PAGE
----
The U.S. Forest Service must reexamine a plan for allowing cattle to graze near Fossil Creek on the Coconino National Forest. A court has ruled the current plan jeopardizes habitat for the threatened Chiricahua leopard frog.
A Utah hunter who killed the first gray wolf seen near the Grand Canyon in seven decades won't face criminal charges because he thought he was shooting a coyote, U.S. Fish and Wildlife announced Thursday.
The U.S. Fish and Wildlife Service has proposed removing the Hualapai Mexican Vole from the list of endangered species. Genetic evidence suggests their numbers are more widespread in Arizona than previously believed.
The Hualapai Mexican Vole was originally listed in 1987 as a subspecies confined mainly to the Hualapai Mountains in the northwestern corner of Arizona. Now researchers question whether that designation is correct.
Honeybees have been in the news lately because they’re disappearing. They’re crucial to food production, but they’re not native to North America. Now some scientists are turning their attention to the importance and health of native pollinators. Researchers are using the elevation of the San Francisco Peaks to study how local insects might respond to a warming global climate.
An endangered Mexican gray wolf has been shot and killed by wildlife officials in western New Mexico. As Arizona Public Radio’s Ryan Heinsius reports, the federally protected animal had been involved in so-called “nuisance behavior.”
Navajo Nation President Ben Shelly with a representative from the Arizona Game and Fish Department, as well as a golden eagle, attend the Navajo Nation Zoo Fest on Sat, May 2. At the event, the president committed to signing legislation that will fund a new golden eagle aviary at the zoo.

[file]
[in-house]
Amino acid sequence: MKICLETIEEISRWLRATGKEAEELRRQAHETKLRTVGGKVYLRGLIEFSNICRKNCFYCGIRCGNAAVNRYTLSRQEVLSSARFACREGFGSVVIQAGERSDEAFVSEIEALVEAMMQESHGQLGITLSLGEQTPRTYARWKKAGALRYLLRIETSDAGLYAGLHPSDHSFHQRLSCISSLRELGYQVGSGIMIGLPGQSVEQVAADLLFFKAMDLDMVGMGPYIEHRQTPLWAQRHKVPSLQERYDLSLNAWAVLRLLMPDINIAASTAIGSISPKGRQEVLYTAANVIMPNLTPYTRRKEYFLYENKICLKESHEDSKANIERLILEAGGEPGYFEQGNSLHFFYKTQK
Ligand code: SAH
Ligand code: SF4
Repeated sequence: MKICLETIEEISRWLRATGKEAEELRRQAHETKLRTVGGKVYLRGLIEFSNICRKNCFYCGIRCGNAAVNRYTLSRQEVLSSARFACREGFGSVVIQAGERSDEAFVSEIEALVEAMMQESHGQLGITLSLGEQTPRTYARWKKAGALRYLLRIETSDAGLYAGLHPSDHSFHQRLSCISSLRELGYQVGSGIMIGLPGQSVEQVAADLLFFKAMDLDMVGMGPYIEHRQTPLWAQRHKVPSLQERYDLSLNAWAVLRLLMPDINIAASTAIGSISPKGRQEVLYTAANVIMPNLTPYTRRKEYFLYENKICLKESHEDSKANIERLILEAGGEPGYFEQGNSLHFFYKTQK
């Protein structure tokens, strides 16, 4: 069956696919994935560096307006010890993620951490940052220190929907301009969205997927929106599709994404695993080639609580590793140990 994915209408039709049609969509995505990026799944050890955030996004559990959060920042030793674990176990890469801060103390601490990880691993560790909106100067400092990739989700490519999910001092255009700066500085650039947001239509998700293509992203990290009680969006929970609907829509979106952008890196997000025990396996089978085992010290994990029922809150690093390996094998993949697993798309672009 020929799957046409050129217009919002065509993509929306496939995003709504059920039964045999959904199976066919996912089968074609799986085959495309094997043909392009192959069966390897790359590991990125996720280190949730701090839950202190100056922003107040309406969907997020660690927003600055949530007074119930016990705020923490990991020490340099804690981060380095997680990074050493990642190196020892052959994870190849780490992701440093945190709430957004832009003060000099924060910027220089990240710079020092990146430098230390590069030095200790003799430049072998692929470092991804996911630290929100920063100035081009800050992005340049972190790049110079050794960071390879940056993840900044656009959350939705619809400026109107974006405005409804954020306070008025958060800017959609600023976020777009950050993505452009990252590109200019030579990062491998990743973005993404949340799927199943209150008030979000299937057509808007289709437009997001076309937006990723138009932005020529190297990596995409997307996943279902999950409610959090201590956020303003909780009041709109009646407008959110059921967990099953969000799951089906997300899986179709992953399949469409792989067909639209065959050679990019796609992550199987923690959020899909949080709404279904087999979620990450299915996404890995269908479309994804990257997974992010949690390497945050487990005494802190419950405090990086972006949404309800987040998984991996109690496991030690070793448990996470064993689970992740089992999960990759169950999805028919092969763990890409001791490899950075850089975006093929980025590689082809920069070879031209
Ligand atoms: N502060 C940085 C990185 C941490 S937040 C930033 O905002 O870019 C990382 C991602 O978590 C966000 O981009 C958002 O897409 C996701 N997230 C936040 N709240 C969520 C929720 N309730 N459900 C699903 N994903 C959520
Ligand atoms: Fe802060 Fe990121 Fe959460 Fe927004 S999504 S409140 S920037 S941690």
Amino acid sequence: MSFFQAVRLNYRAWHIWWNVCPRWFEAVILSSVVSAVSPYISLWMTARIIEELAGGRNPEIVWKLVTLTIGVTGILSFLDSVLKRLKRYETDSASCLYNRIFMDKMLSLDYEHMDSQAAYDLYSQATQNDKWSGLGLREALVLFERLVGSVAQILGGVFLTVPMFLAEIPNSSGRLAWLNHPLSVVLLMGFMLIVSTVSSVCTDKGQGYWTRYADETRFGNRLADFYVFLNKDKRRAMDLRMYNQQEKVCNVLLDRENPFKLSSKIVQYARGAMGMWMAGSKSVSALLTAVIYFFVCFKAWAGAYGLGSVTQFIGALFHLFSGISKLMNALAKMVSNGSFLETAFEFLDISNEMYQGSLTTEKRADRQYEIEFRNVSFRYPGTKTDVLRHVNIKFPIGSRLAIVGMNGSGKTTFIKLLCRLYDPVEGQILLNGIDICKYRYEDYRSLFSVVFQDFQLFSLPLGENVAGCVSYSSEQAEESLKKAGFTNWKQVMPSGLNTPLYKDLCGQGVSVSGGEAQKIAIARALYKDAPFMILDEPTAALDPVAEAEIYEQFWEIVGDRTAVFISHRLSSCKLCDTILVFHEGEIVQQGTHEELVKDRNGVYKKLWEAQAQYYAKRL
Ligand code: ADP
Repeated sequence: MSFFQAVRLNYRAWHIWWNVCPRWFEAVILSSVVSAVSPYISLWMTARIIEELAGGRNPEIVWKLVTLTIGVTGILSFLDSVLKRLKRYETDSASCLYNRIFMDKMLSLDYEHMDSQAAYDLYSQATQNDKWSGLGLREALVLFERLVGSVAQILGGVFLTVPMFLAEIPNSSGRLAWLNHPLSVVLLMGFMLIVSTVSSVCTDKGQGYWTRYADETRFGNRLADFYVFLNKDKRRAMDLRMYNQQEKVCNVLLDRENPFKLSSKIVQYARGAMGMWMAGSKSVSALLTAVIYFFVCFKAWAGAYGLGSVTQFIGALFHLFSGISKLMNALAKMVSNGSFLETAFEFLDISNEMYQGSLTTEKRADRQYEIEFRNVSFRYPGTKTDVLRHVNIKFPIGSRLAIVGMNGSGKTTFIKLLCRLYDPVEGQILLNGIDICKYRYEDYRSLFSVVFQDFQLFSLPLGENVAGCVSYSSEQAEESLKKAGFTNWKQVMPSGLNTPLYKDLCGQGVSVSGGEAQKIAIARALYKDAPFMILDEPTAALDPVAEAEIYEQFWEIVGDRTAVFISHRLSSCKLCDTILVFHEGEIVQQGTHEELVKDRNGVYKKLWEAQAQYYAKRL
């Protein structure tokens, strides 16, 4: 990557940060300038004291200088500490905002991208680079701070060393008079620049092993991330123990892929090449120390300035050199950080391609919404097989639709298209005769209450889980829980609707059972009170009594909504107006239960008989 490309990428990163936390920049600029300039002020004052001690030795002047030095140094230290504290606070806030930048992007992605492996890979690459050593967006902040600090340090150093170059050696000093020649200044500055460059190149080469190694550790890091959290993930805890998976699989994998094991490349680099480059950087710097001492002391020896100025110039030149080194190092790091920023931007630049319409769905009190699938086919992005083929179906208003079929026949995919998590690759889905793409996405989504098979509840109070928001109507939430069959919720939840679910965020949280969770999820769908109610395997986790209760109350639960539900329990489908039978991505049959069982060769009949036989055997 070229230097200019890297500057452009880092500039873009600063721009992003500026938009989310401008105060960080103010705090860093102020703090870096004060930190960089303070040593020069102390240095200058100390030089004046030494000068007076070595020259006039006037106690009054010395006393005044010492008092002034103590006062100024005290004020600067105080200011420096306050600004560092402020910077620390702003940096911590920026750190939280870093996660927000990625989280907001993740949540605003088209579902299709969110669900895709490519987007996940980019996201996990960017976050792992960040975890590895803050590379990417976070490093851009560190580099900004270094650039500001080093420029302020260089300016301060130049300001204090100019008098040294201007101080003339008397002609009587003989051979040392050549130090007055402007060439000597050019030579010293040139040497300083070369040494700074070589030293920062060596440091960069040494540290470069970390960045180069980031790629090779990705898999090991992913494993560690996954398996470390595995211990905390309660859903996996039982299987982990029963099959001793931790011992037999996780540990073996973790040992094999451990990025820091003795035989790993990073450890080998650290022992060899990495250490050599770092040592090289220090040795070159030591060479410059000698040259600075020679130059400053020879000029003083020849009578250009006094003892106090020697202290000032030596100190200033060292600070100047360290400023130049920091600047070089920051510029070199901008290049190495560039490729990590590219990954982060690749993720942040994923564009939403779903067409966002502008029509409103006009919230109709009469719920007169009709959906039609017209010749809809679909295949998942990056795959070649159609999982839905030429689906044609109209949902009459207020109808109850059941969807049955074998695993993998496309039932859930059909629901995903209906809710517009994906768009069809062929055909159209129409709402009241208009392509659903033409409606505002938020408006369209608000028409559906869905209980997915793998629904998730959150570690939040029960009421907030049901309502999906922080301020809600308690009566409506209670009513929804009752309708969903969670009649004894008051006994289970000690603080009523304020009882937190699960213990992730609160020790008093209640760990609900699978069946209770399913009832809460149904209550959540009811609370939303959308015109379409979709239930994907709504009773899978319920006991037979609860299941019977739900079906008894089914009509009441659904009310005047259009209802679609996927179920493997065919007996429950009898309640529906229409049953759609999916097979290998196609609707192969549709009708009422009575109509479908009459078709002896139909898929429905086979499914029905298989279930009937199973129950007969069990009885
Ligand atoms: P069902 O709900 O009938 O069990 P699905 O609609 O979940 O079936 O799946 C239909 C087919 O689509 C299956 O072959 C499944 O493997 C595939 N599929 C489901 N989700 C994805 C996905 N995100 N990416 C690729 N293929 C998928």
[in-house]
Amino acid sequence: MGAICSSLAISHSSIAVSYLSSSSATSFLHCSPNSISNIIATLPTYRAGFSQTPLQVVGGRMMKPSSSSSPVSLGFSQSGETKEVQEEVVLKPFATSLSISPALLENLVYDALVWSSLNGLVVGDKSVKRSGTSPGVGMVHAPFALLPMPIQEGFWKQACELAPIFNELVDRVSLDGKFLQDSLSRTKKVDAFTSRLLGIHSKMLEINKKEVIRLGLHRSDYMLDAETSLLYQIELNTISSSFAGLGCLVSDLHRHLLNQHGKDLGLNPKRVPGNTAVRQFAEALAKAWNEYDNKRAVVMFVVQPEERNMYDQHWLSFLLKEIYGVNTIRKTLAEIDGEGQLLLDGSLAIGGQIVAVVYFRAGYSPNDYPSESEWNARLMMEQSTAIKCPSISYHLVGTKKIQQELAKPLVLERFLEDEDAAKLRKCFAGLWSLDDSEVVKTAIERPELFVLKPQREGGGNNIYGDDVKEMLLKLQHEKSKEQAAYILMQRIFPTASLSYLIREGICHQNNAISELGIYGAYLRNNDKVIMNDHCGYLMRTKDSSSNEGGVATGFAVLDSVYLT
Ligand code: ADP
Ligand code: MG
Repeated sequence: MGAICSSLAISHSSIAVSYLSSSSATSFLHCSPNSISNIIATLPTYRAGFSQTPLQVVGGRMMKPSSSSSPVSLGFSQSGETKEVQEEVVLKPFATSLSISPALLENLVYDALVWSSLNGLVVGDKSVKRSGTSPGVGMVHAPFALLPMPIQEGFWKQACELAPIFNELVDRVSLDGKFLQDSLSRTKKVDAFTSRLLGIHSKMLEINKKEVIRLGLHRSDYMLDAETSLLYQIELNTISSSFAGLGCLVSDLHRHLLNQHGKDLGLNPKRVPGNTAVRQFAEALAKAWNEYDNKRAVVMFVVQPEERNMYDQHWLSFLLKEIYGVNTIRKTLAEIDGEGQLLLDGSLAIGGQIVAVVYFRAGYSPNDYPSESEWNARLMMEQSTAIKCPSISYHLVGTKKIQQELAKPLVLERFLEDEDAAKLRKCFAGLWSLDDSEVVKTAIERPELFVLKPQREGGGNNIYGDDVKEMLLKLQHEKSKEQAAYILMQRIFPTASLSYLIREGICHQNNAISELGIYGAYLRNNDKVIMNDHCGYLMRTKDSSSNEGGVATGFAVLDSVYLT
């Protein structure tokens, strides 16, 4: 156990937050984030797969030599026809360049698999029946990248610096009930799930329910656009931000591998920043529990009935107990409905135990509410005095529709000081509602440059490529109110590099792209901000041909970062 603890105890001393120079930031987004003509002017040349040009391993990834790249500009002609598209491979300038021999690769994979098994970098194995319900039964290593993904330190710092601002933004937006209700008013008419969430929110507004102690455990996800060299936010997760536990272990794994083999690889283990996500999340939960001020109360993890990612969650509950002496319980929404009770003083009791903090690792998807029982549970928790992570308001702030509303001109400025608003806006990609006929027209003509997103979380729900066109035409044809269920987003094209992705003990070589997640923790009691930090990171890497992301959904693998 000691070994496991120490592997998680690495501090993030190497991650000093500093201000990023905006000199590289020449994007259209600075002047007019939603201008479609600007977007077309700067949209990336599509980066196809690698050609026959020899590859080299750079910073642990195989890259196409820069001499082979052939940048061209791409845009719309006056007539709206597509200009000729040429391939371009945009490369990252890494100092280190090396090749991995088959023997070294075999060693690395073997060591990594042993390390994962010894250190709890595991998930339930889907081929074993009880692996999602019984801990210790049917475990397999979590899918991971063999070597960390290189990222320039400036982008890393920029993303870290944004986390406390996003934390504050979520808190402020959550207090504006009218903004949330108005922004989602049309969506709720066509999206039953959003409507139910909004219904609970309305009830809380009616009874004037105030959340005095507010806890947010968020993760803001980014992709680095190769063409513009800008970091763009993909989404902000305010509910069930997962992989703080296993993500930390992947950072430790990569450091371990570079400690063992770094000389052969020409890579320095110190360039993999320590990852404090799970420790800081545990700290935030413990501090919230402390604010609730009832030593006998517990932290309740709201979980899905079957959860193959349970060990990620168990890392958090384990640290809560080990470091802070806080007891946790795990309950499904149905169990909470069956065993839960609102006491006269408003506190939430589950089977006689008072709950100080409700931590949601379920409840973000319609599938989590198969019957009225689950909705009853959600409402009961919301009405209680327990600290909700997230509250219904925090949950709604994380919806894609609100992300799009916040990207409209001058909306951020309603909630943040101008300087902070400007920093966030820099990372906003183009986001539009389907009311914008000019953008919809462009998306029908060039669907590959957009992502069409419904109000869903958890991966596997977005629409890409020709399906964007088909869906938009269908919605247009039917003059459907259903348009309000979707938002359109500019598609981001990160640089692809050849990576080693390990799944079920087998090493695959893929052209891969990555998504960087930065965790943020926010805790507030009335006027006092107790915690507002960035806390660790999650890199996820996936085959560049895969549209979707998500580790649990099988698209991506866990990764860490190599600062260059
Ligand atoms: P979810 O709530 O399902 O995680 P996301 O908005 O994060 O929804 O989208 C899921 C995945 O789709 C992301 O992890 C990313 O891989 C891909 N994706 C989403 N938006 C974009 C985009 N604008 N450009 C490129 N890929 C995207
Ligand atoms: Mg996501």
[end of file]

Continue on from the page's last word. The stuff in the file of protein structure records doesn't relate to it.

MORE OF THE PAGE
Outgoing Navajo Nation President Ben Shelly is expected to sign legislation that will fund the construction of a large golden-eagle aviary. As Arizona Public Radio’s Ryan Heinsius reports, the move will expand a current program allowing tribal members to legally obtain the feathers of federally protected birds for ceremonial purposes.
A coalition of environmental groups is threatening to sue the federal government over protections for the endangered Mexican gray wolf.
The New Mexico Wilderness Alliance, WildEarth Guardians and Friends of Animals warned the U.S. Fish and Wildlife Service of their intent to sue Tuesday.
It would mark just the latest legal challenge over changes to the wolf reintroduction program that were announced in January. Under the changes, wolves will be able to roam a greater expanse of Arizona and New Mexico and will be released at more sites.
Officials with the U.S. Fish and Wildlife Service have finalized a new rule concerning the reintroduction of Mexican gray wolves in Arizona and New Mexico. As Arizona Public Radio’s Ryan Heinsius reports, the move broadens the endangered animal’s territory but also expands the circumstances under which they could be killed.
The Arizona Game and Fish Department this month will begin its annual count of Mexican gray wolves. As Arizona Public Radio’s Ryan Heinsius reports, the agency anticipates a growth in the population of the endangered animals.